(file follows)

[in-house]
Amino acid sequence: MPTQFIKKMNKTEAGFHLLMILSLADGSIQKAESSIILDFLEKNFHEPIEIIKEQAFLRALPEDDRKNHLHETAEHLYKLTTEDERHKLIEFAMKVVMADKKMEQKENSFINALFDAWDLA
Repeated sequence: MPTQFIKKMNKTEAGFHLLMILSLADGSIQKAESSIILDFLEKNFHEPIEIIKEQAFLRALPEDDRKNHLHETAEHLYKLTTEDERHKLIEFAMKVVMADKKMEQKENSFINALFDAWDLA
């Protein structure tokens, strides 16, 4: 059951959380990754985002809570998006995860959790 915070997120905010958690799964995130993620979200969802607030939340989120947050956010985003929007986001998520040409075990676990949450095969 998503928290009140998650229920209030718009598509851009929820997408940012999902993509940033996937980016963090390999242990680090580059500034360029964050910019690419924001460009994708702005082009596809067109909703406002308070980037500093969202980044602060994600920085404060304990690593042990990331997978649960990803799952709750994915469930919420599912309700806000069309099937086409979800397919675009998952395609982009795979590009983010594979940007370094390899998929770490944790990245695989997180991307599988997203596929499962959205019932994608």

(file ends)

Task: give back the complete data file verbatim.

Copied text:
[in-house]
Amino acid sequence: MPTQFIKKMNKTEAGFHLLMILSLADGSIQKAESSIILDFLEKNFHEPIEIIKEQAFLRALPEDDRKNHLHETAEHLYKLTTEDERHKLIEFAMKVVMADKKMEQKENSFINALFDAWDLA
Repeated sequence: MPTQFIKKMNKTEAGFHLLMILSLADGSIQKAESSIILDFLEKNFHEPIEIIKEQAFLRALPEDDRKNHLHETAEHLYKLTTEDERHKLIEFAMKVVMADKKMEQKENSFINALFDAWDLA
């Protein structure tokens, strides 16, 4: 059951959380990754985002809570998006995860959790 915070997120905010958690799964995130993620979200969802607030939340989120947050956010985003929007986001998520040409075990676990949450095969 998503928290009140998650229920209030718009598509851009929820997408940012999902993509940033996937980016963090390999242990680090580059500034360029964050910019690419924001460009994708702005082009596809067109909703406002308070980037500093969202980044602060994600920085404060304990690593042990990331997978649960990803799952709750994915469930919420599912309700806000069309099937086409979800397919675009998952395609982009795979590009983010594979940007370094390899998929770490944790990245695989997180991307599988997203596929499962959205019932994608």